True Power of Faith in Aikido
I guess I will keep adding little bits here with the hope that more people will begin to participate. I am also hoping to re-connect with some old friends here with whom I have lost contact with after so many years.
In between practice at Hombu, I used to help in the office when I was not cleaning this or that or trying to sneak in a little nap. At the end of the genkan or lobby of Hombu Dojo you now see a beautiful memorial plaque to O'Sensei but, in the old days, an old soda-pop machine used to stand there in its place. During the summer months, everyone would buy soda from it on their way out after practice and during the very hot, humid days, the coin box would fill up right away. One of my jobs was to empty the coin box and count the monies and prepare it for deposit to the bank. We used to go the bank almost every day or every other day in those days.
Every once in a while, I would find a slug instead of coin in this coin box but there was a period when someone was using many, many slugs to get the soda. It became a very serious problem so I mentioned it to Doshu.
"Sensei, look at this, someone at Hombu after practice is using these slugs to steal the soda from the soda machine!" I said.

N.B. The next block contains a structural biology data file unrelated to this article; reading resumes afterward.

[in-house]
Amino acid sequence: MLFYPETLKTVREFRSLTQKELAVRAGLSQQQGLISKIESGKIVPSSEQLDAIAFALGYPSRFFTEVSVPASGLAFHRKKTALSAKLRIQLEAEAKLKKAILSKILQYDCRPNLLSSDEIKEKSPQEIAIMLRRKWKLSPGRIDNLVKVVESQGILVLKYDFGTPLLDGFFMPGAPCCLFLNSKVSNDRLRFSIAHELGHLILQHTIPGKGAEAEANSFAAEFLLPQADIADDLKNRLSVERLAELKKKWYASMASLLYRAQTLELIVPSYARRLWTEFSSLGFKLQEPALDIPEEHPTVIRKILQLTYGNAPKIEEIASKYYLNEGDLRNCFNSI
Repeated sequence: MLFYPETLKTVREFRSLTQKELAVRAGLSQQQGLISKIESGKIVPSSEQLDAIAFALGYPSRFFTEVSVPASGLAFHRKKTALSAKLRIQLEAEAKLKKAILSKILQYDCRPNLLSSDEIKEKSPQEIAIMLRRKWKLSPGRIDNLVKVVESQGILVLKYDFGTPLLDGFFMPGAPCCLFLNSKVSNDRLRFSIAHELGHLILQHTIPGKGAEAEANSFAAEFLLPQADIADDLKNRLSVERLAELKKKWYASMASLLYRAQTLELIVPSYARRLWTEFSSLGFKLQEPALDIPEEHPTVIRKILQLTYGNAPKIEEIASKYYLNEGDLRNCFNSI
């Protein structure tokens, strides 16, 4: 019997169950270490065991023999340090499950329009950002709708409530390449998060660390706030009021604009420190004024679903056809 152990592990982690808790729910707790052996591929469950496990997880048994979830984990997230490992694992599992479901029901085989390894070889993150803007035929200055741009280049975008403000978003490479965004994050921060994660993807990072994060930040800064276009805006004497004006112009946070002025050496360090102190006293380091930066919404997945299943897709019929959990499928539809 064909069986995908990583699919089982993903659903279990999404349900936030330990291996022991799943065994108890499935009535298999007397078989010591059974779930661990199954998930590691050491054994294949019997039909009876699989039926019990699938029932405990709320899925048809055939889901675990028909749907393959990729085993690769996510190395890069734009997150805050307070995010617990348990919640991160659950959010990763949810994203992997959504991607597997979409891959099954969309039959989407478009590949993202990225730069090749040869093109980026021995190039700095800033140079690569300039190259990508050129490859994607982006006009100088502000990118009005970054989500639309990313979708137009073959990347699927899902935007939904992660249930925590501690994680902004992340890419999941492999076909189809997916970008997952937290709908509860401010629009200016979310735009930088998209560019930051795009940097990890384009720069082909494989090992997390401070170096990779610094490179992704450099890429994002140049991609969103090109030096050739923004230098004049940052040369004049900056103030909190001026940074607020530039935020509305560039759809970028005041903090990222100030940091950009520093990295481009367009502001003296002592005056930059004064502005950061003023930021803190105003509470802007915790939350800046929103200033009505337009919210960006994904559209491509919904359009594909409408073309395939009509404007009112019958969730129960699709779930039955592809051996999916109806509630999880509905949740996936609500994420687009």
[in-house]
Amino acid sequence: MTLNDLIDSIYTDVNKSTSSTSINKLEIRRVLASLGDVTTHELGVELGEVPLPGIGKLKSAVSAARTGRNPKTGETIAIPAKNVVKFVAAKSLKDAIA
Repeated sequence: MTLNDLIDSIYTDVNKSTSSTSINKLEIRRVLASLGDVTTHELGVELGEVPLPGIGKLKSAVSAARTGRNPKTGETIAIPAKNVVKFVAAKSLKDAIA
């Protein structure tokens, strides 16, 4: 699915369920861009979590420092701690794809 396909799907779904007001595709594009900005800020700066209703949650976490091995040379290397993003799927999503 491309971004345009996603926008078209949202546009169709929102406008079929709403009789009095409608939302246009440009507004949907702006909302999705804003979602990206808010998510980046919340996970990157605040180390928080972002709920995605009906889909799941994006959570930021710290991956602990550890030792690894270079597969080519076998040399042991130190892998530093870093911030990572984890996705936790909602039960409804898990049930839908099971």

Doshu looked at me very angrily and reprimanded me, saying: "I cannot believe that anyone practicing Aikido here would use a slug to get soda from our machine. Obviously, it is someone from outside who doesn't practice Aikido who comes in and does such bad things. All Aikido people are good people and don't do such things."
When he said this, I was so mad inside. How could he think such a naive thing? Who would walk into Hombu Dojo to use our soda machine when there are plenty of machines on the street outside? I thought to myself. This is ridiculous to say such a thing! Well, I didn't argue with Doshu but inside, I was very upset when I knew I was so right.
Some time later, I realized that Doshu was teaching me a very valuable lesson. If we practice Aikido, we must have faith in our fellow humans, good or bad. Doshu had such a strong faith and love for all of his students and I think this is what made him such a great teacher in his own quiet way. I learned a lot on the mats but Doshu continually taught me so many great lessons like this off the mat as well. This is one episode I always think about each day when I am teaching Aikido to my students, even today.
Today, we rely on our intellect so much and we are so smart (like I was in my younger days!) and sometimes we leave no room for the power of love and faith in our Aikido practice. This lesson always reminds me not to make such a big mistake in our training. . . . . .